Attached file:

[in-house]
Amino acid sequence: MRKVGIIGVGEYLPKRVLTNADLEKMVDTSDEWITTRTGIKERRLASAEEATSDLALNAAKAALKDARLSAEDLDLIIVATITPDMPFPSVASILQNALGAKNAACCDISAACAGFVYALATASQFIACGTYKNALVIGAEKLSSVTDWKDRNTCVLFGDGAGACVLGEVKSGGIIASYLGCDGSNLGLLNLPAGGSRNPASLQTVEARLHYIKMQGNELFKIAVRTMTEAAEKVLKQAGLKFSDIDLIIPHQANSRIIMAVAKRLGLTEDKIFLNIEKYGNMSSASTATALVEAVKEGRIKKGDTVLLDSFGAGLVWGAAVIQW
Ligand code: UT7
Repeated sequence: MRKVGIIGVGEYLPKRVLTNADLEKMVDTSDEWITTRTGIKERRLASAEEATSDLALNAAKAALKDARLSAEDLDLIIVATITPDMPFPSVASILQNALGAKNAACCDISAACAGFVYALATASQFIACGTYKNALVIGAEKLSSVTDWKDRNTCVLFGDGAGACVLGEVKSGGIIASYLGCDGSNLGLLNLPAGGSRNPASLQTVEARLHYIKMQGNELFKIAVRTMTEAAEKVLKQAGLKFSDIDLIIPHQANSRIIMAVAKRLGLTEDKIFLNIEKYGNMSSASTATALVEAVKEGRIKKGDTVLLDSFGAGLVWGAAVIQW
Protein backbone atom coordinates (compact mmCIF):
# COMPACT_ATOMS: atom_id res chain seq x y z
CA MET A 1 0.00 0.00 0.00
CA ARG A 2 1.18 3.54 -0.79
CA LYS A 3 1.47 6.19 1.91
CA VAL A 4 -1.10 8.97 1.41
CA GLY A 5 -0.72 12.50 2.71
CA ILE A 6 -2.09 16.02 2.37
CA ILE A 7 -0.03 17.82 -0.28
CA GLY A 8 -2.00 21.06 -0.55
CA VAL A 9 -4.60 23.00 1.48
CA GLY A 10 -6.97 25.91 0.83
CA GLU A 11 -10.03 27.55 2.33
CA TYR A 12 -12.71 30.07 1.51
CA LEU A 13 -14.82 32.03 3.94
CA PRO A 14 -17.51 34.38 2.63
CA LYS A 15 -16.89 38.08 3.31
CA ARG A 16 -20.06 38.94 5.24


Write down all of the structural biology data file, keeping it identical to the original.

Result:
[in-house]
Amino acid sequence: MRKVGIIGVGEYLPKRVLTNADLEKMVDTSDEWITTRTGIKERRLASAEEATSDLALNAAKAALKDARLSAEDLDLIIVATITPDMPFPSVASILQNALGAKNAACCDISAACAGFVYALATASQFIACGTYKNALVIGAEKLSSVTDWKDRNTCVLFGDGAGACVLGEVKSGGIIASYLGCDGSNLGLLNLPAGGSRNPASLQTVEARLHYIKMQGNELFKIAVRTMTEAAEKVLKQAGLKFSDIDLIIPHQANSRIIMAVAKRLGLTEDKIFLNIEKYGNMSSASTATALVEAVKEGRIKKGDTVLLDSFGAGLVWGAAVIQW
Ligand code: UT7
Repeated sequence: MRKVGIIGVGEYLPKRVLTNADLEKMVDTSDEWITTRTGIKERRLASAEEATSDLALNAAKAALKDARLSAEDLDLIIVATITPDMPFPSVASILQNALGAKNAACCDISAACAGFVYALATASQFIACGTYKNALVIGAEKLSSVTDWKDRNTCVLFGDGAGACVLGEVKSGGIIASYLGCDGSNLGLLNLPAGGSRNPASLQTVEARLHYIKMQGNELFKIAVRTMTEAAEKVLKQAGLKFSDIDLIIPHQANSRIIMAVAKRLGLTEDKIFLNIEKYGNMSSASTATALVEAVKEGRIKKGDTVLLDSFGAGLVWGAAVIQW
Protein backbone atom coordinates (compact mmCIF):
# COMPACT_ATOMS: atom_id res chain seq x y z
CA MET A 1 0.00 0.00 0.00
CA ARG A 2 1.18 3.54 -0.79
CA LYS A 3 1.47 6.19 1.91
CA VAL A 4 -1.10 8.97 1.41
CA GLY A 5 -0.72 12.50 2.71
CA ILE A 6 -2.09 16.02 2.37
CA ILE A 7 -0.03 17.82 -0.28
CA GLY A 8 -2.00 21.06 -0.55
CA VAL A 9 -4.60 23.00 1.48
CA GLY A 10 -6.97 25.91 0.83
CA GLU A 11 -10.03 27.55 2.33
CA TYR A 12 -12.71 30.07 1.51
CA LEU A 13 -14.82 32.03 3.94
CA PRO A 14 -17.51 34.38 2.63
CA LYS A 15 -16.89 38.08 3.31
CA ARG A 16 -20.06 38.94 5.24